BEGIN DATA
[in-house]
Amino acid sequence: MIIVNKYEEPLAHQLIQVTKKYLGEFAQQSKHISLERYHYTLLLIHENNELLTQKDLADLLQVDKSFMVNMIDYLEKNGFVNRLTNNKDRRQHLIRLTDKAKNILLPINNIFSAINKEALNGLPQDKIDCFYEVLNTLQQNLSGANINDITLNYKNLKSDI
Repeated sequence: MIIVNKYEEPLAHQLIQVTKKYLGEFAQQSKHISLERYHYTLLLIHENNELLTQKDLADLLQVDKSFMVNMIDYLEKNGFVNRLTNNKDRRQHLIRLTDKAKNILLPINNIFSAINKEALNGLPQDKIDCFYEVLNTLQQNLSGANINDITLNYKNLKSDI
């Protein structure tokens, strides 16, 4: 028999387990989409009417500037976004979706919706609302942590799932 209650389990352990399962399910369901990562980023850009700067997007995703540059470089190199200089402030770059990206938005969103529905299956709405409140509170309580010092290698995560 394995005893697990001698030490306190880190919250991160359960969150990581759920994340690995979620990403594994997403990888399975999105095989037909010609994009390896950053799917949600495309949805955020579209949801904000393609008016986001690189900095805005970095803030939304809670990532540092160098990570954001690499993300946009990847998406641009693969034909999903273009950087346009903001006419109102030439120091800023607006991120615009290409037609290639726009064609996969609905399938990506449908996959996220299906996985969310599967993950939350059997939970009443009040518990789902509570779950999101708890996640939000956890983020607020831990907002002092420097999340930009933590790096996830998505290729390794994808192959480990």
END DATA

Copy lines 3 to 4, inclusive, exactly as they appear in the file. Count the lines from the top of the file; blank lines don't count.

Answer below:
Repeated sequence: MIIVNKYEEPLAHQLIQVTKKYLGEFAQQSKHISLERYHYTLLLIHENNELLTQKDLADLLQVDKSFMVNMIDYLEKNGFVNRLTNNKDRRQHLIRLTDKAKNILLPINNIFSAINKEALNGLPQDKIDCFYEVLNTLQQNLSGANINDITLNYKNLKSDI
């Protein structure tokens, strides 16, 4: 028999387990989409009417500037976004979706919706609302942590799932 209650389990352990399962399910369901990562980023850009700067997007995703540059470089190199200089402030770059990206938005969103529905299956709405409140509170309580010092290698995560 394995005893697990001698030490306190880190919250991160359960969150990581759920994340690995979620990403594994997403990888399975999105095989037909010609994009390896950053799917949600495309949805955020579209949801904000393609008016986001690189900095805005970095803030939304809670990532540092160098990570954001690499993300946009990847998406641009693969034909999903273009950087346009903001006419109102030439120091800023607006991120615009290409037609290639726009064609996969609905399938990506449908996959996220299906996985969310599967993950939350059997939970009443009040518990789902509570779950999101708890996640939000956890983020607020831990907002002092420097999340930009933590790096996830998505290729390794994808192959480990």